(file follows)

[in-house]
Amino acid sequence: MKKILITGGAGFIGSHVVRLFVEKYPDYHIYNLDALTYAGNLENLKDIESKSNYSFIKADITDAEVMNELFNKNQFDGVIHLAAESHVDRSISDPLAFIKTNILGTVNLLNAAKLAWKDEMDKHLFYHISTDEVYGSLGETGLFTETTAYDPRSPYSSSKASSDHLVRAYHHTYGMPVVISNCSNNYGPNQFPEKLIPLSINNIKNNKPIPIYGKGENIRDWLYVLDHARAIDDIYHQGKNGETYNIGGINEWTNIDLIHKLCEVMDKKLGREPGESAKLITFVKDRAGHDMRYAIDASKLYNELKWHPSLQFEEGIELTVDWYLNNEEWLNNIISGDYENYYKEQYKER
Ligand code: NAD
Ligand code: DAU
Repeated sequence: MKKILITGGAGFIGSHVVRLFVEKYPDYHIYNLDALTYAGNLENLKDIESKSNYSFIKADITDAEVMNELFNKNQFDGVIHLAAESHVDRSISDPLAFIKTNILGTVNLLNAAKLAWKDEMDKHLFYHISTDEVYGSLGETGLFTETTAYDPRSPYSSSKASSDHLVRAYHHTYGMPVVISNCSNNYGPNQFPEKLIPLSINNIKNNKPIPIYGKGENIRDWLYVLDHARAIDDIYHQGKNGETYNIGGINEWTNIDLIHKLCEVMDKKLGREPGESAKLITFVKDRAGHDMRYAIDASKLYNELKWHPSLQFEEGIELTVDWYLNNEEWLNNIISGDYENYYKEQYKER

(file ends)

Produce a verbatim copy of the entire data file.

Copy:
[in-house]
Amino acid sequence: MKKILITGGAGFIGSHVVRLFVEKYPDYHIYNLDALTYAGNLENLKDIESKSNYSFIKADITDAEVMNELFNKNQFDGVIHLAAESHVDRSISDPLAFIKTNILGTVNLLNAAKLAWKDEMDKHLFYHISTDEVYGSLGETGLFTETTAYDPRSPYSSSKASSDHLVRAYHHTYGMPVVISNCSNNYGPNQFPEKLIPLSINNIKNNKPIPIYGKGENIRDWLYVLDHARAIDDIYHQGKNGETYNIGGINEWTNIDLIHKLCEVMDKKLGREPGESAKLITFVKDRAGHDMRYAIDASKLYNELKWHPSLQFEEGIELTVDWYLNNEEWLNNIISGDYENYYKEQYKER
Ligand code: NAD
Ligand code: DAU
Repeated sequence: MKKILITGGAGFIGSHVVRLFVEKYPDYHIYNLDALTYAGNLENLKDIESKSNYSFIKADITDAEVMNELFNKNQFDGVIHLAAESHVDRSISDPLAFIKTNILGTVNLLNAAKLAWKDEMDKHLFYHISTDEVYGSLGETGLFTETTAYDPRSPYSSSKASSDHLVRAYHHTYGMPVVISNCSNNYGPNQFPEKLIPLSINNIKNNKPIPIYGKGENIRDWLYVLDHARAIDDIYHQGKNGETYNIGGINEWTNIDLIHKLCEVMDKKLGREPGESAKLITFVKDRAGHDMRYAIDASKLYNELKWHPSLQFEEGIELTVDWYLNNEEWLNNIISGDYENYYKEQYKER